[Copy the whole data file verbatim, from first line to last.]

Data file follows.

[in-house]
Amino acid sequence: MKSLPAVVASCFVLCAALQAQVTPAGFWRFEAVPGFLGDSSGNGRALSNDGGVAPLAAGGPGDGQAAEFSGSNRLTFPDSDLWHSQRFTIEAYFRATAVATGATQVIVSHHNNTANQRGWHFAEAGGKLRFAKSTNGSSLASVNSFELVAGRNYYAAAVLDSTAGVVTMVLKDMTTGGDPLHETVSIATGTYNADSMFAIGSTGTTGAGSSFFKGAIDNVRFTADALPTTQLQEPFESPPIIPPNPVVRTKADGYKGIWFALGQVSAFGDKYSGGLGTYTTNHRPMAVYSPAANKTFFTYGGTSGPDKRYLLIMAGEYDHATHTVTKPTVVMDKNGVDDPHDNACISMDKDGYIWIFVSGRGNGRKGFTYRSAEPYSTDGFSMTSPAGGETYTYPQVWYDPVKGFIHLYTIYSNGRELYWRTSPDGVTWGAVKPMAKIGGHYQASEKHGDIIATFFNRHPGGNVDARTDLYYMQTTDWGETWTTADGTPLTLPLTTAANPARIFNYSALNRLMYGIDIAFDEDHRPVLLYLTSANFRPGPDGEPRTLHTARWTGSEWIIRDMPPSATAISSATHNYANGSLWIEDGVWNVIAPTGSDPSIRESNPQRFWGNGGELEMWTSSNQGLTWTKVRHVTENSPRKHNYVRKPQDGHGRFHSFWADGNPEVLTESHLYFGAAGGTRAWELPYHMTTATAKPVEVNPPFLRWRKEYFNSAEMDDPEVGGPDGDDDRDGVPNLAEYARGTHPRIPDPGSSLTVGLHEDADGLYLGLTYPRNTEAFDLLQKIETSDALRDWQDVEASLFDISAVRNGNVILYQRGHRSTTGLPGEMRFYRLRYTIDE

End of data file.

[in-house]
Amino acid sequence: MKSLPAVVASCFVLCAALQAQVTPAGFWRFEAVPGFLGDSSGNGRALSNDGGVAPLAAGGPGDGQAAEFSGSNRLTFPDSDLWHSQRFTIEAYFRATAVATGATQVIVSHHNNTANQRGWHFAEAGGKLRFAKSTNGSSLASVNSFELVAGRNYYAAAVLDSTAGVVTMVLKDMTTGGDPLHETVSIATGTYNADSMFAIGSTGTTGAGSSFFKGAIDNVRFTADALPTTQLQEPFESPPIIPPNPVVRTKADGYKGIWFALGQVSAFGDKYSGGLGTYTTNHRPMAVYSPAANKTFFTYGGTSGPDKRYLLIMAGEYDHATHTVTKPTVVMDKNGVDDPHDNACISMDKDGYIWIFVSGRGNGRKGFTYRSAEPYSTDGFSMTSPAGGETYTYPQVWYDPVKGFIHLYTIYSNGRELYWRTSPDGVTWGAVKPMAKIGGHYQASEKHGDIIATFFNRHPGGNVDARTDLYYMQTTDWGETWTTADGTPLTLPLTTAANPARIFNYSALNRLMYGIDIAFDEDHRPVLLYLTSANFRPGPDGEPRTLHTARWTGSEWIIRDMPPSATAISSATHNYANGSLWIEDGVWNVIAPTGSDPSIRESNPQRFWGNGGELEMWTSSNQGLTWTKVRHVTENSPRKHNYVRKPQDGHGRFHSFWADGNPEVLTESHLYFGAAGGTRAWELPYHMTTATAKPVEVNPPFLRWRKEYFNSAEMDDPEVGGPDGDDDRDGVPNLAEYARGTHPRIPDPGSSLTVGLHEDADGLYLGLTYPRNTEAFDLLQKIETSDALRDWQDVEASLFDISAVRNGNVILYQRGHRSTTGLPGEMRFYRLRYTIDE